During the dark months of the disaster at Gallipoli, one story sticks out, that of an Australian sniper named William Edward Sing. With a Chinese father and a British mother, he endured enough racial tension as a child, but somewhat less so in the service, mainly because he could shoot.
During the Gallipoli campaign, Sing spent his time shooting between 300 to 1000 yards. He is credited with at least 200 kills, but his total is believed to be much higher, and he did it all with a standard Lee Enfield service rifle. Rural kids from Australia were pretty good shots anyway, but Sing was hell on kangaroos. Being part Chinese almost kept him out of the army, but an officer looked the other way, and Sing was on his way to Gallipoli with the Australian 5th Light Horse Regiment.
Gallipoli quickly devolved into trench warfare
At Gallipoli, Sing would head out before dawn to find a place close to the Ottoman trenches, and stay there till nightfall. He was known as "The Murderer" and "The Assassin" but he did have somewhat of a code he went by, for instance, he never shot stretcher bearers.
There was a duel between him and a famous Turk sniper called "Abdul the Terrible", although at the time he had no idea he was in a duel. The Turk meant to get Sing, and Abdul set up and waited. He noticed Sing's spotter and fired, hitting the spotter's scope, with the bullet ricocheting into Sing's shoulder. Sing's shot killed Abdul. Ottoman artillery let Sing's position have it, looking for revenge, but Billy Sing and his spotter had already left for safety.
These guys should keep their heads down
By the end of 1915, Sing's health was starting to fail, and he was sent to England to recover. From there, he was off to the Western Front, but the war slowly took it's toll on Billy, suffering from bullet wounds and gas poisoning. He collected some medals, including the Belgian Croix de Guerre. He finished out his life in relative poverty back in Australia, never recovering his health from the war. His story is told in a book by John Hamilton, "Gallipoli Sniper, the life of Billy Sing".
Since the formation of UDT in WW2, and US Navy Seals during the Cuban Crisis, frogmen's thoughts have turned to effective underwater guns, something above water guns are not very good at. The best a Frogman had at his disposal was a spear gun and a knife, the spear gun could reach out 20 feet, and the knife, not so far. Some effective underwater guns were finally developed, and this led Russian engineers to counter US weapons, and they came up with some interesting guns.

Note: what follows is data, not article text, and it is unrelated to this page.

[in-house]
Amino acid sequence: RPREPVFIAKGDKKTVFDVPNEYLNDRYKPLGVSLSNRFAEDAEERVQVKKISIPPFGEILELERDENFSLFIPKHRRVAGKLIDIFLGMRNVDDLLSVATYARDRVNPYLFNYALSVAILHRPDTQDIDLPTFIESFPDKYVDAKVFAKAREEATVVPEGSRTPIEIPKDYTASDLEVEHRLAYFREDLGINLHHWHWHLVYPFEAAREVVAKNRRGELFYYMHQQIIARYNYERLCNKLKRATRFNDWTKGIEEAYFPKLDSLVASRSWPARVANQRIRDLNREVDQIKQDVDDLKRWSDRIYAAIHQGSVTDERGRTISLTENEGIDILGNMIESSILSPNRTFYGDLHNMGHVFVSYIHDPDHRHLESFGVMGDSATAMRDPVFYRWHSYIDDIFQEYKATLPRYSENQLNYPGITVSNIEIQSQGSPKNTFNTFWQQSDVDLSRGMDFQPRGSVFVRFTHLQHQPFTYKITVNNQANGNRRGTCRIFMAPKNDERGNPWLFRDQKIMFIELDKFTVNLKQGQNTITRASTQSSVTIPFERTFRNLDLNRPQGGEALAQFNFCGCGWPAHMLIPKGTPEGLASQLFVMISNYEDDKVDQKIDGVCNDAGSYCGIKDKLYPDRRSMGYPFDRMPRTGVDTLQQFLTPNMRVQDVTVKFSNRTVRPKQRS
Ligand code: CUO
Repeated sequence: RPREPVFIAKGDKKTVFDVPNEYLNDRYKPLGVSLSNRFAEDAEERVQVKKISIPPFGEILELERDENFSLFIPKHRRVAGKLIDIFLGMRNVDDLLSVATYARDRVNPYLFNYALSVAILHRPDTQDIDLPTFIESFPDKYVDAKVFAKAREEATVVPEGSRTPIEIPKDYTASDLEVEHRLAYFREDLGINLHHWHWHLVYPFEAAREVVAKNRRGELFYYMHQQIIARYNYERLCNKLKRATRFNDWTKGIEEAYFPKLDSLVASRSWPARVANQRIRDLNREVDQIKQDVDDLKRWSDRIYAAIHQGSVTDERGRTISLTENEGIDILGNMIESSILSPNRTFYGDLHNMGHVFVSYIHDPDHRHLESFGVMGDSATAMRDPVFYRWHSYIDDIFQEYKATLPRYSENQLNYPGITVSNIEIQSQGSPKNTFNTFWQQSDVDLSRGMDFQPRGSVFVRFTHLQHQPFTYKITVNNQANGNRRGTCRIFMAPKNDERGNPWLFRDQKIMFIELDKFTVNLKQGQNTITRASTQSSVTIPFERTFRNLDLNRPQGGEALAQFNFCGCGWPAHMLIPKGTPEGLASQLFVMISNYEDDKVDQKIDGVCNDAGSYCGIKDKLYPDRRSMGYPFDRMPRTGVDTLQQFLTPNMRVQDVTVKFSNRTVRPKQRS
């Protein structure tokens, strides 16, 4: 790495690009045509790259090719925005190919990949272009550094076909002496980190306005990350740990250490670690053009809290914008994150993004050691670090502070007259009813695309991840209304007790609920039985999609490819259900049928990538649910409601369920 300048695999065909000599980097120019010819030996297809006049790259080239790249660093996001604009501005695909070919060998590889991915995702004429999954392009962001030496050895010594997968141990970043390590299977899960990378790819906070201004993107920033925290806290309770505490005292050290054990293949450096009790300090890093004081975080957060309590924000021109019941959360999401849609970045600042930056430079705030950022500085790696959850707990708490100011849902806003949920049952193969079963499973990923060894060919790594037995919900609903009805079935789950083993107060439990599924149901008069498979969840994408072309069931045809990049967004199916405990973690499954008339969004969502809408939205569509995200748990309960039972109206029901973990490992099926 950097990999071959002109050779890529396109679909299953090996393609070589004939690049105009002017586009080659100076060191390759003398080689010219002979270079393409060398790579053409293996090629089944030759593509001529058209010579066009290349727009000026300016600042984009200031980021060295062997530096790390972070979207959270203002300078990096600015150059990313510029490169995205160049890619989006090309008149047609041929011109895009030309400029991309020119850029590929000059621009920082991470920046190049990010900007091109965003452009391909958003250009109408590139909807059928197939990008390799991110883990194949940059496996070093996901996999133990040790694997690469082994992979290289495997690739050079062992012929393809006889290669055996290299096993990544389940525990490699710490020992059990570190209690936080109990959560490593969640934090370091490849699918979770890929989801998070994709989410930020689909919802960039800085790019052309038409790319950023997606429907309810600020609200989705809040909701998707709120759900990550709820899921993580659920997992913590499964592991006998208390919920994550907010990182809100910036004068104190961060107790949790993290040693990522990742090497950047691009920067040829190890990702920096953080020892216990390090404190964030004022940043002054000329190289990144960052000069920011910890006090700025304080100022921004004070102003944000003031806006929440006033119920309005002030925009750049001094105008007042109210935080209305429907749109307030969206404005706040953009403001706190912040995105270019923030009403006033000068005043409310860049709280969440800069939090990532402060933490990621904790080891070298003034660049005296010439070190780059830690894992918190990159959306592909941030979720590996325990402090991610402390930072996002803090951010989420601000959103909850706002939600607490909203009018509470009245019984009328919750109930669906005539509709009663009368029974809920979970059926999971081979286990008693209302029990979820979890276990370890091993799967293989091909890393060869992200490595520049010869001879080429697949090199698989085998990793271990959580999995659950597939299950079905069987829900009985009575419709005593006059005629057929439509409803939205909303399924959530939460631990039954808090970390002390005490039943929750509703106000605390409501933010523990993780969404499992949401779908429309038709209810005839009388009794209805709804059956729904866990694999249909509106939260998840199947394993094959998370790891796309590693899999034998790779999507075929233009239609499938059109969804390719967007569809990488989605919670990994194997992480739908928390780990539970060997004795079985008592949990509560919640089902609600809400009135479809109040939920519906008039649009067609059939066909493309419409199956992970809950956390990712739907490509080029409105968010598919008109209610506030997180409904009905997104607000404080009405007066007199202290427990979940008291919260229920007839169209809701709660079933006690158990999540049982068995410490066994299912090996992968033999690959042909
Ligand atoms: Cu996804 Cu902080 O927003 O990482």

The Russians came up with their first underwater weapon in the late 60's and was very effective for it's size. The SPP-1 underwater pistol had 4 unrifled barrels and it's cartridge's payload was a long steel dart. Bullets do terrible underwater, and darts were stabilized hydrodynamically. The cartridge itself was 4.5mm X 145mm, and as a comparison, the standard Russian rifle cartridge is 5.45 X 39mm. It's effective range was 50ft at 16ft underwater, much better than a spear gun. However the deeper you go the worse it gets, which seems to be a problem for all underwater guns.
SPP-1, picture by Vitaly V. Kuzmin
The need for longer range resulted in the APS underwater assault rifle. It also had an unrifled barrel with similar ammunition, a long steel dart. The size of the cartridge was 5.6 X 120mm, which resulted in a huge magazine that did somewhat hinder it's use underwater. The magazine held 26 rounds, could be fired at full auto and the range increased to 100ft at 15ft depth. A rocket powered cartridge was tried, but wasn't as accurate as the standard cartridge. The APS's limitations were soon evident. It could be fired around 2000 times underwater before being worn out, but if it had to be fired on land, it's designed life was only 200 rounds, and incredibly less accurate. The Spetnatz took to carrying an APS with an AK-74, not the best of outcomes.
APS rifle, picture by Remigiusz Wilk
The ASM-DT takes a stab at solving the above water combat capability by building a hybrid design. The receiver can accept two different magazines with a sliding magazine catch. With it all the way back and a APS magazine installed, the rifle can fire 26 APS cartridges in underwater mode. If the frogman has to fight on land, the APS magazine is removed, the sliding catch run all the way forward, and the AK-74 magazine installed. The barrel is a compromise as well. It has shallow rifling in order to spin stabilize above water bullets, and also has special grooves in the base of the rifling in order to vent water if the barrel is full. The rifle also sports a flash hider, and can be equipped with a grenade launcher although there are no underwater grenades. The performance is less but close to an APS underwater and an AK-74 on land. The gun was adopted in 2000, but complaints about the long receiver (due to the long underwater ammunition) and a complicated magazine arrangement led to more research.
ASM-DT, picture by Tomasz Steifer
Adopted in 2013 the newest version of an underwater amphibious gun, the ADS, entered Russian service. Using the same box magazine for the underwater as well as the above water projectiles, the receiver is short, and the overall length is made shorter by being a bullpup design. The new underwater ammunition has the steel dart fully inserted in the cartridge case all the way to the base, shortening the overall length. The effective range is a bit shorter at 75ft at 15ft depth. All the modern accessories are available for this weapon, including silencers, rail mounted devices and grenade launchers.
ADS rifle, picture by Vitaly V. Kuzmin
Most of these weapons are still used by Russian military and other countries that use Russian hardware. China has their own version of the APS, the QBS-06, which they say (the Chinese) is much better than the Russian version. In any case, underwater warriors are much better armed than ever.